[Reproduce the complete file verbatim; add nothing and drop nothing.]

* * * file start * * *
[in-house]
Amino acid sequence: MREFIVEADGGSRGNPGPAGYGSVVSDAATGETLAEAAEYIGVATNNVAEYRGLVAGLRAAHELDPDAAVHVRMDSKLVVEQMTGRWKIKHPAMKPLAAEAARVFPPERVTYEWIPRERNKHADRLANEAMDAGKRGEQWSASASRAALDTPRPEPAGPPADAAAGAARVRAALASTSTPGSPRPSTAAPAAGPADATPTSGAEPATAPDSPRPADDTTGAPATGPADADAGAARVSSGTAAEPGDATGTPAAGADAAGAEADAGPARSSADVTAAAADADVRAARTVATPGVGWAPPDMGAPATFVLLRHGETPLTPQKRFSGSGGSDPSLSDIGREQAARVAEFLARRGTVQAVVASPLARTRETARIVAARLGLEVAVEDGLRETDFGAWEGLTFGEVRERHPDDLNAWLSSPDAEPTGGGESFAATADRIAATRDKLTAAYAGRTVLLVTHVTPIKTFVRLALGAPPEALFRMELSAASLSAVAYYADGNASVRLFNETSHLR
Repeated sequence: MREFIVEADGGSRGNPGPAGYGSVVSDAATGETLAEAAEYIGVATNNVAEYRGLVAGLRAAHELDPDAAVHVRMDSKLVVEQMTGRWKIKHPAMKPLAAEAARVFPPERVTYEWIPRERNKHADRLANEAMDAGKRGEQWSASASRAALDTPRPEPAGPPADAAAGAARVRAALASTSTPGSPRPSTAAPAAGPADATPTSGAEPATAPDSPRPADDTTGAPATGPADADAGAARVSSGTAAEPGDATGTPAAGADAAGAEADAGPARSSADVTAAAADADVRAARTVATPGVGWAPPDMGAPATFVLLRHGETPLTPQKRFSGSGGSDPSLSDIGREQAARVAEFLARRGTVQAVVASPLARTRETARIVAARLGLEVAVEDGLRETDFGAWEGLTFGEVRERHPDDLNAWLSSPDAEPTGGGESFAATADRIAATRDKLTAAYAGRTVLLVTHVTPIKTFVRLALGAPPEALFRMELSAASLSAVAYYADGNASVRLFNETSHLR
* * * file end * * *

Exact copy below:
[in-house]
Amino acid sequence: MREFIVEADGGSRGNPGPAGYGSVVSDAATGETLAEAAEYIGVATNNVAEYRGLVAGLRAAHELDPDAAVHVRMDSKLVVEQMTGRWKIKHPAMKPLAAEAARVFPPERVTYEWIPRERNKHADRLANEAMDAGKRGEQWSASASRAALDTPRPEPAGPPADAAAGAARVRAALASTSTPGSPRPSTAAPAAGPADATPTSGAEPATAPDSPRPADDTTGAPATGPADADAGAARVSSGTAAEPGDATGTPAAGADAAGAEADAGPARSSADVTAAAADADVRAARTVATPGVGWAPPDMGAPATFVLLRHGETPLTPQKRFSGSGGSDPSLSDIGREQAARVAEFLARRGTVQAVVASPLARTRETARIVAARLGLEVAVEDGLRETDFGAWEGLTFGEVRERHPDDLNAWLSSPDAEPTGGGESFAATADRIAATRDKLTAAYAGRTVLLVTHVTPIKTFVRLALGAPPEALFRMELSAASLSAVAYYADGNASVRLFNETSHLR
Repeated sequence: MREFIVEADGGSRGNPGPAGYGSVVSDAATGETLAEAAEYIGVATNNVAEYRGLVAGLRAAHELDPDAAVHVRMDSKLVVEQMTGRWKIKHPAMKPLAAEAARVFPPERVTYEWIPRERNKHADRLANEAMDAGKRGEQWSASASRAALDTPRPEPAGPPADAAAGAARVRAALASTSTPGSPRPSTAAPAAGPADATPTSGAEPATAPDSPRPADDTTGAPATGPADADAGAARVSSGTAAEPGDATGTPAAGADAAGAEADAGPARSSADVTAAAADADVRAARTVATPGVGWAPPDMGAPATFVLLRHGETPLTPQKRFSGSGGSDPSLSDIGREQAARVAEFLARRGTVQAVVASPLARTRETARIVAARLGLEVAVEDGLRETDFGAWEGLTFGEVRERHPDDLNAWLSSPDAEPTGGGESFAATADRIAATRDKLTAAYAGRTVLLVTHVTPIKTFVRLALGAPPEALFRMELSAASLSAVAYYADGNASVRLFNETSHLR